Isaiah 52:1. There shall no more come to thee the uncircumcised. The temple being often profaned after the captivity, this prophecy must have an ultimate reference to the glory of the church in the latter day. Isaiah 60. Micah 4. Against the true church the gates of hell shall not prevail.
Isaiah 52:4. My people went down aforetime into Egypt—and the Assyrian oppressed them without cause. Egypt is called Assyria, as in Ezekiel 31:3, because the Assyrian cruelties were now become proverbial.
Isaiah 52:7. How beautiful upon the mountains were the feet of the messengers who brought tidings of the fall of Babylon, and of the liberation of the people from their long captivity.
Isaiah 52:12. Ye shall not go out [of Babylon] with haste, as your fathers did out of Egypt, but with gifts, with riches and protection. The literal accomplishment of this promise is very impressive. The Persian court liberated the captives with counsel, and restored all the vessels of gold and silver which the Chaldeans had brought away from the temple. The Messiah speaks here of future things without a veil, for the consolation of his people.— The chapter should end here, that the grand scenery of character which follows might not be disturbed.
THE SUFFERINGS AND GLORY OF CHRIST.
(From Isaiah 52:13 to the end of chap. 53.)
The subject which now opens to us, presents a character of the highest interest. His wisdom surpassing all science, his doctrine veiling with obscuration the philosophy of this world; the dignity of his descent, the contempt of his nation, the tragic circumstances of his death, the glory and triumph of his resurrection from the dead, the ultimate conversion of the world by his doctrine, prepare the mind for the question of the noble Eunuch, I pray thee, of whom spake the prophet this; of himself, or of some other man?
As this prophecy converted thousands of Jews to the faith of Christ, and as it is still a grand pillar of truth in the church, it claims the calmest study of the mind. The Massora or convocation of learned Jews also, knowing its force, have set themselves to divert its meaning. They apply it to king Josiah, who did not die patiently like a sheep, as the Saviour is said to have done: on the contrary, he died in armour, being killed with an arrow, fighting with Pharaoh Necho in the fields of Megiddo. But as Josiah was not humbly born, as he did not live again, but on the contrary, both his family and kingdom faded away; others apply the prophecy to the sorrows and sufferings of Jeremiah; an argument equally fatal to the infidel cause, for Jeremiah did not die in the dungeon. Jeremiah received special care and attention from the Chaldeans. Jeremiah died in Egypt, and we know of no gentile nations converted by his doctrine.— What clearer proofs can we have of a lost cause than defences so preposterous, and arguments so futile?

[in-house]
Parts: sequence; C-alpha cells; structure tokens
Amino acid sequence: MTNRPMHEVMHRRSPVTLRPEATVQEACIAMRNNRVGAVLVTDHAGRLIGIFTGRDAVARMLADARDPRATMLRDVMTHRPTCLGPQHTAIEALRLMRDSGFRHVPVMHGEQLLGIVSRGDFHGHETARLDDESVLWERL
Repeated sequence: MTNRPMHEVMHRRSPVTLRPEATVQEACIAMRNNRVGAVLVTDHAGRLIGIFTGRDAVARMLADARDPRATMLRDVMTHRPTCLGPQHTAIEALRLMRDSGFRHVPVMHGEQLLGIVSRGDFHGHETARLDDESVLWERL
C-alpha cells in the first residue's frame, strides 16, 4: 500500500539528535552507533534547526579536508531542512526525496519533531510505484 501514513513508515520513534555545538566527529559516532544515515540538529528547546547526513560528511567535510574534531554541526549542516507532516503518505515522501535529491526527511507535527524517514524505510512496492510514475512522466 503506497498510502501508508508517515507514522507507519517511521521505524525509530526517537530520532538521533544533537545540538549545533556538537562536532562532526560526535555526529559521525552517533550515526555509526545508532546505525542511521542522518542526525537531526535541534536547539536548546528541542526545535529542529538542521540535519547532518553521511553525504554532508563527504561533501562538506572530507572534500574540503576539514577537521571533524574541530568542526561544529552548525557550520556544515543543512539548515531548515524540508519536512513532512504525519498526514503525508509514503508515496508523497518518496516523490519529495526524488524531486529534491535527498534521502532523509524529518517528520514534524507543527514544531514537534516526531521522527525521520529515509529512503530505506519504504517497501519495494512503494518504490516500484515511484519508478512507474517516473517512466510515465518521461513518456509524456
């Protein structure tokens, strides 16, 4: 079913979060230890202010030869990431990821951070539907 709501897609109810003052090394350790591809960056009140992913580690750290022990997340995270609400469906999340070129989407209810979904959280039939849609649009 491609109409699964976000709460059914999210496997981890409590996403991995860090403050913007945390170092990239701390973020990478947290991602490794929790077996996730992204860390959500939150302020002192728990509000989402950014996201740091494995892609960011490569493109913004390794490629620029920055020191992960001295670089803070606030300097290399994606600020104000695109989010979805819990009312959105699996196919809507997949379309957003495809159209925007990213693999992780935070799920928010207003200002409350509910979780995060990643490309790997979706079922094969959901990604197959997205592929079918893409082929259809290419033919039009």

Against these allegations let us hear Isaiah, speaking for his God. His transition from the liberation of the people from Babylon to that of our redemption by Christ, is a climax natural, easy, and sublime.
Isaiah 52:13. Behold my Servant. The minister of all my pleasure, in whom my soul delighteth. He shall uphold mine elect, he shall bring forth judgment to the gentiles, he shall publish peace to the heathen; by his knowledge shall my righteous servant justify many. Thus to accomplish the Father’s pleasure, he humbled himself to assume the form of a servant, and go a victim to the altar, thinking it no robbery to be equal with God.
My servant shall deal prudently. He appeared as a humble prophet, preaching righteousness, calling himself the Son of man; which indeed was also his title as the second Adam, the Son of God. He blew no trumpet, but silently laid the foundation of his holy temple with fair colours, and her stones with sapphires and costly gems. He called Andrew, Peter, James, and John, and others in the course of his work, to build his church without consulting the princes of this world; and gave them plenary powers to subjugate the world to the empire of their Lord. Had he said, I am the Messiah, it would have excited war and revolt against the Romans, it being the common faith of the Hebrews, that the Messiah must reign in Jerusalem on the throne of David, and subdue the world to his sceptre. I find a note here. “Behold my servant, זהמלךְ המשׂיח. This is the king Messiah, who shall be extolled and exalted. He shall be elevated above Abraham, and shall be more eminent than Moses, and shall be far above ministering angels.”—Yalhut Simeoni, p. 2. fol. 53.
Isaiah 52:14. Many were astonished at him, that he who surpassed all men in sublimity of wisdom, in the glory of his works, should be despised and rejected of men. That the Hope of Israel, the Light of the gentiles, should be marred in visage more than any man; that he should “give his back to the smiters, and his cheeks to them that plucked off the hair.” That he who had done so many good deeds should be mocked, crucified, and slain! The extreme of glory and of opprobrium seemed to unite in his person.
Isaiah 52:15. He shall sprinkle many nations. Rain, in figurative language, denotes doctrine, knowledge, instruction. “He shall come down as rain on the mown grass, and as the showers that water the earth—Give ear, oh ye heavens, and I will speak: hear, oh earth, the words of my mouth. My doctrine shall drop as the rain, my speech shall distil as the dew; as the small rain upon the tender herb, and as showers upon the grass.” Deuteronomy 32:1-2. Psalms 72:6.
But sprinkling, in the Hebrew law, was illustrative of evangelical glory. The priest sprinkled the blood of the red heifer seven times before the tabernacle, to make atonement for the nation, and take away sin. He sprinkled the waters of purification, made from the ashes of this victim. Numbers 19. These were figurative of the sanctifying graces promised to the church in the new covenant. “Then will I sprinkle clean water upon you, and ye shall be clean; from all your defilement, and from all your idols will I cleanse you. A new heart also will I give unto you, and a new spirit will I put within you.” Ezekiel 36:25-26. In the cleansing of the leper, the sprinkling of oil followed the sprinkling of blood, and in the same manner seven times before the Lord. Leviticus 14:16. All these offices the Saviour sustains for men. He cleanses us with his blood, he sanctifies us by his Spirit, he anoints us to be kings and priests by the unction from above. Thus “there are from the beginning, three that bare record on earth, the Spirit or unction, the water, and the blood. And three that bare record from heaven, the Father, the Word, and the Holy Ghost.” 1 John 5:7-8.